At least 90 whales have died and more feared to be dying after hundreds were left stranded off Tasmania in Australia.
However, rescuers were able to save 25 of the animals on Tuesday and are aiming to escort more back into the sea.
The pilot whales were discovered in shallow waters off the west coast of the island on Monday.
It’s unknown what drew the whales to the shore. Marine biologists say the rescue mission will likely take days.
Whale beachings are common in the region, but one of this size has not been seen in over a decade.
Tasmania last recorded a mass stranding in 2009 involving around 200 whales.
Rescuers from the Tasmanian Marine Conservation Program arrived late on Monday and found three groups of whales across Macquarie Heads – a remote tip of the island with a limited vessel and road access.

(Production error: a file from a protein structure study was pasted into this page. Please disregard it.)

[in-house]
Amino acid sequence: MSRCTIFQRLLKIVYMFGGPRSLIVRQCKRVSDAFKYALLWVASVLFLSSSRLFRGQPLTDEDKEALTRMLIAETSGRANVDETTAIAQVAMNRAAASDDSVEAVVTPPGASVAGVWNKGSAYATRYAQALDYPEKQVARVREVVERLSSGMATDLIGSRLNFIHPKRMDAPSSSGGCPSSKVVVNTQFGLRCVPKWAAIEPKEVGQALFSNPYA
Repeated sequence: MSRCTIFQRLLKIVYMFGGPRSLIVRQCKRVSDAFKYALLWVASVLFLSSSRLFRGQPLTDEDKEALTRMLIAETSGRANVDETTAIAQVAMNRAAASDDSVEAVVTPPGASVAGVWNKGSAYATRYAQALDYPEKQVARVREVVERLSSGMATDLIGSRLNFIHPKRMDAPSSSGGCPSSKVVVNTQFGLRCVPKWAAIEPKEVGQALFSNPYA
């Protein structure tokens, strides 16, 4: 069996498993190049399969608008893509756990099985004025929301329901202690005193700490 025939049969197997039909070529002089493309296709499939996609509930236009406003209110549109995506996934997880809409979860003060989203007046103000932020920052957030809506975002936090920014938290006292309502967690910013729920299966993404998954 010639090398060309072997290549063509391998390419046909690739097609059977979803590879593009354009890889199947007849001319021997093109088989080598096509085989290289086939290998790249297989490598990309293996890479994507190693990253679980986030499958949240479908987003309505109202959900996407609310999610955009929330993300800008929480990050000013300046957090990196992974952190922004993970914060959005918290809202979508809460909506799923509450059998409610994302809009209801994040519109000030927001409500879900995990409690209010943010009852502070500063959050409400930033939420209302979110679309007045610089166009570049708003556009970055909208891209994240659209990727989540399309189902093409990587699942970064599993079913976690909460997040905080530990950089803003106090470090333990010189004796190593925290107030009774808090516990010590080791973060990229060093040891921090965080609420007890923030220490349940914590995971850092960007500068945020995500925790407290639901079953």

About 200 of the mammals had washed up on a sandbar near a boat ramp, while 30 others were found several hundred metres away. Another 30 were found further inland along Ocean Beach.
Many of the whales are in “relatively inaccessible” locations, posing a challenge for rescuers.
However, some of the whales closer to deeper waters have been successfully guided out.
A team of about 40 trained rescuers began to “re-float” a small number of whales on Tuesday morning – using equipment to push the animals off a sandbar into deeper waters.
“Normally we’re dealing with animals high and dry on the beach. This is different. We’ve got animals semi-buoyant so it probably won’t take too much to re-float them – just involves a bit of grunt,” said wildlife biologist Dr Kris Carlyon.
Once the whales are doing well in the water, the next step is to get them further out.
Dr Carlyon told reporters this could be a challenge against the strong tide. Boats might be used to help the manoeuvre.
He added many of the animals may simply be too big or in an unsuitable location. Pilot whales can grow up to seven metres long and weigh up to three tonnes.